- Beretta leaves Maryland over gun laws, heads for Tennessee
- Neal Boortz defends Hillary Clinton for representing child rapist
- House task force to recommend National Guard on border, faster deportations
- Top federal judge uses pizza to explain complex Obamacare situation
- Obama, Biden overhaul job training programs
- Drought-plagued Californians turn to paint to keep lawns green
- ISIL now forcing Iraqi shopkeepers to veil mannequins in Mosul
- 11 parents of Nigeria’s abducted girls die
- Genetic mapping triggers new hope on schizophrenia
- Turkish P.M. Erdogan won’t speak to Obama, but he’ll take calls from Biden
Economist expected to lead Italy’s interim government
Monti has experience in global finance, but not in politics
Question of the Day
ROME — Expectations that respected economist Mario Monti will lead a new interim Italian government helped calm market fears Thursday as the country was heading for a Greek-style crisis that would threaten the existence of the entire eurozone.
With a groundswell of Italian politicians voicing support for a technocratic government led by the former European Union competition commissioner, confidence grew that the transition of power from Premier Silvio Berlusconi will be swift.
As in Greece, where economist Lucas Papademos was appointed prime minister Thursday, there are hopes that Mr. Monti’s experience in global finance and his noninvolvement in partisan politics will help the country through market turbulence.
Italy’s 10-year borrowing rate slid sharply Thursday back toward levels that are considered manageable for now. On Wednesday, the rise in the 10-year bond yield to well above 7 percent stoked panic in financial markets that Italy was heading the same way as Greece, Ireland and Portugal and might need outside help.
“Professor Mario Monti wanted to express his heartfelt thanks” to the president for being named a lifetime senator, the palace said in a one-line statement.
Although Mr. Monti can only be named premier after Mr. Berlusconi hands in his resignation, his meeting with Mr. Napolitano will allow him to explain how he intends to command enough loyalty in the Italian legislature to ensure swift implementation of economic reforms needed to revive growth.
Mr. Berlusconi, arriving at the Senate, where the budget committee approved the reforms Thursday evening, was asked by reporters whether his splintering People of Freedom party could back a broad coalition government following his resignation.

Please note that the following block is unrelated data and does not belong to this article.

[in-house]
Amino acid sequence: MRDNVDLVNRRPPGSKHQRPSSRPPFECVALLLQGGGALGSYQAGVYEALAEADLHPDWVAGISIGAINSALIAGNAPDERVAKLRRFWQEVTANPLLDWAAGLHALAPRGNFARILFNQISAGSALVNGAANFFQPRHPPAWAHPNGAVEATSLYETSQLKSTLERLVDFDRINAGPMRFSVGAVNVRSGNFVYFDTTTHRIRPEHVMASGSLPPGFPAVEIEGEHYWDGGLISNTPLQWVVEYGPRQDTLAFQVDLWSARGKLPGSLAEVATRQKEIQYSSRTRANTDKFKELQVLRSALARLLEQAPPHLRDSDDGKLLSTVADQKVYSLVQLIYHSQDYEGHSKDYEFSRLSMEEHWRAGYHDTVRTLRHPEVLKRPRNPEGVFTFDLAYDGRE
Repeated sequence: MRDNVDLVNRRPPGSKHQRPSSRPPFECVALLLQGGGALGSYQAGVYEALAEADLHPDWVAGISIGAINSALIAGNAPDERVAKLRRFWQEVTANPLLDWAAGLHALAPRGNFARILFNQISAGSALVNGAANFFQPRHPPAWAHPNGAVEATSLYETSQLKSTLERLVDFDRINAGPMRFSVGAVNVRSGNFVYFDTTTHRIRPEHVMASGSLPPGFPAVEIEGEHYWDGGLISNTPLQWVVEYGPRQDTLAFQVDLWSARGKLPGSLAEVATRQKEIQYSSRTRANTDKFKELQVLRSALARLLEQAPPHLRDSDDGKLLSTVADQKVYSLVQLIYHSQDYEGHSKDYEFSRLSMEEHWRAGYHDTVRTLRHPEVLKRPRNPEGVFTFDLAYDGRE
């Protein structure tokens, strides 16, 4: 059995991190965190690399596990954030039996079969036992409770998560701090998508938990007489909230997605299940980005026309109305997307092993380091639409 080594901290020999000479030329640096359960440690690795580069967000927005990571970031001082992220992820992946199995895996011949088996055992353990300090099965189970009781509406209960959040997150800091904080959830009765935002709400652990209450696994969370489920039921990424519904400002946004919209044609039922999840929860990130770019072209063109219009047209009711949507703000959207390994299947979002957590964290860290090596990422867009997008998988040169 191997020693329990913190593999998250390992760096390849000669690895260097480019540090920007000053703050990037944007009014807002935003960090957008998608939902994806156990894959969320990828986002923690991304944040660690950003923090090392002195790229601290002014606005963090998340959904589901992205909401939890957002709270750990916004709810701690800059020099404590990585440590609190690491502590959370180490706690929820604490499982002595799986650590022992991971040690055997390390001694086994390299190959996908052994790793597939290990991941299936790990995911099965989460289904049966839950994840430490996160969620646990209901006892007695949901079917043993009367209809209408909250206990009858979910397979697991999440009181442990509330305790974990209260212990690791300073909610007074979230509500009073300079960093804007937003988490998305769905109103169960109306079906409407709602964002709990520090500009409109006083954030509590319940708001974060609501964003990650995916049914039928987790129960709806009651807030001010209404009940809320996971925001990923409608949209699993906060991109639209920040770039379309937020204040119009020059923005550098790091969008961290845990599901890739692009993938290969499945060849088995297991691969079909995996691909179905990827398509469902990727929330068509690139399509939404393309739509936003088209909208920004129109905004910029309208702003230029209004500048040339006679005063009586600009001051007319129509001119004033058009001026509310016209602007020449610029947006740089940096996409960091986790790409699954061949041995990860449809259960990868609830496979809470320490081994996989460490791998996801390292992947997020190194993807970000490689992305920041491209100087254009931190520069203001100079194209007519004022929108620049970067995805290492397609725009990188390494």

“We’ll see,” Mr. Berlusconi said.
As hopes grew for a swift handover of power in Rome, the government easily sold $6.8 billion in 12-month bonds at an interest rate of 6.087 percent. Though that is up sharply from 3.57 percent in the auction last month, it was well below analysts’ expectations of 7 percent. Demand for the bonds was also strong, almost twice the amount on sale.
The European Central Bank has been buying up Italian and Spanish bonds in the secondary markets to help keep borrowing rates from becoming unsustainable. There’s speculation that the ECB was back in the markets Thursday trying to get Italy’s borrowing rates down. The ECB did not comment.
According to the EU’s latest forecast, which does not take into account the most recently promised reforms, Italy will still run a deficit of 1.2 percent of national income, with debt close to 119 percent of economic output.
TWT Video Picks
The president could pay the full price for ignoring Congress
- IRS seeks help destroying another 3,200 computer hard drives
- Beretta moving to Tennessee over Maryland gun laws
- D.C. appeals panel deals big blow to Obamacare subsidies
- 'Straight White Guy Festival' supposedly set for Ohio park
- CARSON: Costco and the perils of mixing politics and business
- PRUDEN: A deadly enemy within exacerbating immigration crisis
- LYONS: Small-arms treaty, big Second Amendment threat
- YOUNG: A sinking presidency, deeper after November?
- MERRY: Handicaps in Hillary's way
- Obama family set to buy $4.25M desert home in California: report
Obama's biggest White House 'fails'
Celebrities turned politicians
Athletes turned actors
20 gadgets that changed the world
Fighting in Iraq